Look Ma, No Cables!
Network cables, PDA connector cables, printer cables, keyboard and mouse cables - the list of cables found at a standard PC workstation goes on and on. Not only are all of these cords inconvenient and hard to store, they have something else in common - they can all be replaced with wireless transmission technologies.
The most common technologies that do away with cables are infrared, Bluetooth and Wireless LAN. Other than the fact that they replace all the cables mentioned above, these technologies have little in common. The applications and underlying technologies vary widely within this group.
The Wireless Pioneer - Infrared
The least expensive of all is the common infrared port. Most notebooks and cell phones come furnished with an infrared receiver, while upgrade sets for desktop PCs can be had for as little as $50. Moreover, many laser and inkjet printers come furnished with an infrared interface.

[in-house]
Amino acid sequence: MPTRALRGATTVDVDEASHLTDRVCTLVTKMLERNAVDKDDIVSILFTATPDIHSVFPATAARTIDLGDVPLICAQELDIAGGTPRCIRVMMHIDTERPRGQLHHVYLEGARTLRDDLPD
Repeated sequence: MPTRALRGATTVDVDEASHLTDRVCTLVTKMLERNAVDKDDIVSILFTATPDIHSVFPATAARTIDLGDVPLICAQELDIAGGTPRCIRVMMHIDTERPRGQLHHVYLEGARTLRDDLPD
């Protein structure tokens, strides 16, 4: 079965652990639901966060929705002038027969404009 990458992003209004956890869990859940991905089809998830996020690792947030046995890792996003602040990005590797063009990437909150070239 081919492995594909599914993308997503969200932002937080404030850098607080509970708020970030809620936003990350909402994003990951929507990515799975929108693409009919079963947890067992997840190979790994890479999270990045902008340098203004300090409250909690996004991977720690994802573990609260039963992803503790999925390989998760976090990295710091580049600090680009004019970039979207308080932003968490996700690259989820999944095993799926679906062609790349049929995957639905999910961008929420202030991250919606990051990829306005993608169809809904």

Unfortunately, though, infrared (IrDA) is as inconvenient as it is common. The infrared ports on the communicating devices have to be precisely aligned with one another. Otherwise, the connection, which at 4 Mbps is very fast, will abort abruptly. To make matters even more complicated, you need a line-of-sight connection, which means that any obstacles between the devices will prevent them from connecting via IrDA. Yet another limitation is the relatively short maximum distance: the devices can be no farther from one another than a half meter.
With these restrictions in mind, infrared is only advisable for anybody who wants to get rid of some cables without investing a lot of money. However, if you want to connect your notebook and cell phone wirelessly on a more frequent basis, you'd be better advised to opt for the more flexible Bluetooth technology.